This is the 159th #WILTW
You don’t need to have any medical expertise to spot the abnormality in this CT Scan
If it took you a bit of time, don’t worry. Not an insignificant number of experienced radiologists missed the gorilla in the top right corner too.
While these cognitive games are good fun there application in real world medicine isn’t always clear i.e. if you’d swallowed a toy gorilla would it really be missed? It’s becoming clear there is a growing body of evidence that inattentional blindness does impact on the clinical decisions made by healthcare professionals.
Inattentional Blindess: The failure to see visible and otherwise salient events when one is paying attention to something else
In a talk to the International Paediatric Simulation Society this week Christopher Chabris presented his own research on the subject. It stems from a high profile incident in the United States when a police officer (Kenny Conley) was convicted of obstruction of justice and perjury because he failed to spot a fellow officer (Michael Cox, who was in plain clothes) being assaulted by other officers who had allegedly mistaken Michael as a felon. The prosecutors argued given Kenny Conley had run straight past Michael Cox it would have been impossible for him not to have seen the assault.
Professor Chabris ran an experiment where subjects (college students) were instructed to follow someone running in front of them and count the number of times the person they were chasing touched the top of their head. The volunteers were not told that they would run past a staged assault during the 400m run. Even during the day only 56% of the students noticed the fight that was happening right in front of them (video of the study here)
It does seem possible that once focused on an activity you may literally become blind to events around you. This misperception reveals itself in a number of ways. In the picture below (click here if it doesn’t work) can you see what is changing between the flicks of the screen?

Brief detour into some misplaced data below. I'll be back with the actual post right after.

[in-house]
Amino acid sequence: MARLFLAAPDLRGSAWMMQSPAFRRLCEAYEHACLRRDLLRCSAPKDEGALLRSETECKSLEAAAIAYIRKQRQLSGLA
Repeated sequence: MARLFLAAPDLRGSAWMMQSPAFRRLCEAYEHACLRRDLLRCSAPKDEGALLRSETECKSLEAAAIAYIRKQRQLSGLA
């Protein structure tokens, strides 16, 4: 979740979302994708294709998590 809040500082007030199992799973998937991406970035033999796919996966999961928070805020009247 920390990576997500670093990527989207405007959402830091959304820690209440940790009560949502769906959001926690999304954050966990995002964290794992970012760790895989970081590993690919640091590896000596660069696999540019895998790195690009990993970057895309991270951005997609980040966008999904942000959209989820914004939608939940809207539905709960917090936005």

It’s possible you may have spotted it instantly but certainly in the lecture theatre I was in at least half the audience of over 350 people took at least 30s, if not longer to find it.
Inattentional blindess may have a significant impact on medical practice. While it may seem astounding to an outsider that the falling oxygen levels or heart rate weren’t spotted, it may well be the staff simply couldn’t see the numbers changing on the monitor. And if they stop looking at the patient, to draw up drugs for example, you can see how sudden deterioration can be missed. It follows on the more stressed or distracted you are, the more likely that inattentional blindness may occur (although I am not aware of the specific evidence behind this). My colleague Gareth Lewis highlighted the reasons for poor performance in simulation may well be the anxiety of undertaking the exercise impacts on the ability to act on information provided in the scenario.
If nothing else the concept makes real the dangers of doing something as simple as glancing at your phone in the car. But I think it is also worth re-thinking your reaction the next time someone claims to have missed something that should have been in full view.
What have you learnt this week #WILTW